How Do Your Churches Give?

“The Church is the only society that exists for the benefit of those who are not its members.” William Temple, Archbishop of Canterbury 1942–44

Archbishop William Temple expressed a conviction growing among Christian denominations through the 20th century and particularly following the horrors of the two World Wars. Casting visions of the Church either as a great force for steady societal transformation or as a bastion standing against degradation, Christian leaders have sought to invite and energize their disperse communities of faith into the holy work of transforming lives through acts of mercy and care, teaching, and justice.

While different denominations and branches of Christianity have emphasized different paths of transformation, a common thread of leaders is to invite and compel fellow Christians toward concern for those outside the doors of the Church. Over the past centuries, local churches and regional and national collaborative networks of churches have launched thousands of social, educational, and missional ministries, many of which have become independent organizations continuing to work for the common good.

Unfortunately, many congregations are not necessarily primed or prepared to deploy themselves for optimal impact. Some are limited by size. Many are limited by budgetary and ministry decisions that are focused more on survival, internal church life, and efforts to “grow the Church.” Even when the spirit is willing to do more, the flesh is weakened by the busy-ness and stress of people’s lives, or by conflicting ideas about how to address social and spiritual problems in society.

New clergy move into these churches with vivid ideals and images of what the Church could be and do, eager to bring the Church into the world and to help the Church become that “society that exists for the benefit of those who are not its members.” At the same time, new clergy want to help churches become places of continuing transformation and growth for those who are its members. In both cases, they must learn to wrestle and work with the particular, limited expressions of the Kingdom of God that are present or possible in each church and its surrounding community.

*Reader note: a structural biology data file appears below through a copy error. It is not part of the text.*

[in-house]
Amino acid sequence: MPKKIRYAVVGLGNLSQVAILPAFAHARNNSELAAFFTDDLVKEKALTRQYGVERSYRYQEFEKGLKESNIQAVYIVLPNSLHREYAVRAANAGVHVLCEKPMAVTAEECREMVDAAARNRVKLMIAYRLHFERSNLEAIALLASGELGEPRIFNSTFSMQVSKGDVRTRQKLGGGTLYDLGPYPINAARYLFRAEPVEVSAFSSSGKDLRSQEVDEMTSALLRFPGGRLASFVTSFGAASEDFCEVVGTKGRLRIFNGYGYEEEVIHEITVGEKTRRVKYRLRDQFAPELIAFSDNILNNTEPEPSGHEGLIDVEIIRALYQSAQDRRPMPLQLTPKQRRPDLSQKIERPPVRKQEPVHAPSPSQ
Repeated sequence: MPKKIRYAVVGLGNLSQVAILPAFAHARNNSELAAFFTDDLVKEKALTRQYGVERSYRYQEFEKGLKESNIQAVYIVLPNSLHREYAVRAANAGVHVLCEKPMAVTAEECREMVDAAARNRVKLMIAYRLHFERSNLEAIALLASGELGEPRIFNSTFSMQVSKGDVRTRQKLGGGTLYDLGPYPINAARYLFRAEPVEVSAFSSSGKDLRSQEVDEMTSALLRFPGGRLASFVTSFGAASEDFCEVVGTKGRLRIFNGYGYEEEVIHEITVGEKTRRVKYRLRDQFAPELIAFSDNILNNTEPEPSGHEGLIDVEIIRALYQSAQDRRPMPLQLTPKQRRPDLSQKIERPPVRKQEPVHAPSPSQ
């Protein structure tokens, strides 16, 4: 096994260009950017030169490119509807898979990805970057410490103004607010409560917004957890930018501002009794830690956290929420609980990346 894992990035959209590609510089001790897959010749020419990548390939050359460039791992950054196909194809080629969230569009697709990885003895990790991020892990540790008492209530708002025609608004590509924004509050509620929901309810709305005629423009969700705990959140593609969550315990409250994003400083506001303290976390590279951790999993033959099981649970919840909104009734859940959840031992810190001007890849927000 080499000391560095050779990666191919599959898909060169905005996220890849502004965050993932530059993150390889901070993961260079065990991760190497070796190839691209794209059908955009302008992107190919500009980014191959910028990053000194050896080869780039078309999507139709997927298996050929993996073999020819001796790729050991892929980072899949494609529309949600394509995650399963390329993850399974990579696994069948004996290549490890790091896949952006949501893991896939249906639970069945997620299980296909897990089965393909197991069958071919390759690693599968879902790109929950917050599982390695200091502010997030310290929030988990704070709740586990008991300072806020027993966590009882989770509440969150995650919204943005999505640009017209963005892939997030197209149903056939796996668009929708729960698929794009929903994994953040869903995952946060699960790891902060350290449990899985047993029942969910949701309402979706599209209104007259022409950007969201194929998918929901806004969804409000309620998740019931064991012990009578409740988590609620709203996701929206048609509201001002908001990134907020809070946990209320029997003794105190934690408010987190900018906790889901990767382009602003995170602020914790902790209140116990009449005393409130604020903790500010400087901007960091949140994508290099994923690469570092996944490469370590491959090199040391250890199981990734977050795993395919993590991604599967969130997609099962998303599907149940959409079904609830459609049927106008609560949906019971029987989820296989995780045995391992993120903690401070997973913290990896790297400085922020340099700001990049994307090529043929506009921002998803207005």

We asked clergy who had participated in Transition into Ministry (TiM) programs and clergy who had not to indicate how much or little their congregations gave of themselves in various ways to make a difference in the lives of individuals and society beyond the Church.

27b Level of community involvement - non-TiM chart

The vast majority of today’s congregations contribute to the common good through donations and direct relief service efforts. They contribute far less frequently through direct education, creation of self-help groups, or advocacy or direct action for social change.

At least half of the congregations served by today’s new clergy are significantly engaged in some form of social outreach, through donations and direct service—and about 90% are engaged at least “a little” in these ways of offering social outreach. But about 10% are doing nothing in these basic areas of social outreach.

Fewer congregations are engaged in forms of outreach that move from basic relief to development and empowerment. Only 5% to 8% of congregations are doing this kind of work in any significant way, and less than 30% are doing even a little in these forms of social outreach that move beyond “giving a fish” to “teaching to fish” or “securing the rights to fish.”

This is a pattern we have found consistently, across decades and in churches served by more senior clergy as well as those served by newer clergy. Ministries of community outreach identified by laypeople in congregations are more typically those of direct relief (such as food banks, dinner or breakfast programs, or clothing closets) than those of education, advocacy, or direct action.

There is a continuum of ways to address social needs. At one end of the continuum are efforts to help individuals survive or recover, but not empower them to help themselves or to seek change in systems that create or allow problems. At the other end of the continuum are efforts to change systems so that people can more easily thrive. Churches are far more comfortable offering direct relief, because such efforts address an immediate need of people suffering without facing the more challenging (and at times politically contested) work of addressing the causes of suffering.

While the generosity shown in wanting to help with relief or basic development efforts is noble, it can be disempowering to the people served, creating a relationship of dependency.1

Wrestling with these issues can be eye-opening for congregations, but it can also generate heated debate and possible conflict.

27b Level of community involvement - TiM chart

It is worth noting that a nearly identical pattern exists in congregations served by TiM-trained clergy, but also that proportionally more of the congregations served by TiM-trained clergy are engaged in at least some of each type of social outreach. Clergy’s continuing education, support, and training after seminary does not necessarily lead to dramatically different results in congregations’ social ministry efforts—but it may contribute to a modest increase in congregations’ participation in each type of outreach.


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1 See Robert Lupton, Toxic Charity: How Churches and Charities Hurt Those They Help, And How to Reverse It (New York: HarperCollins, 2011).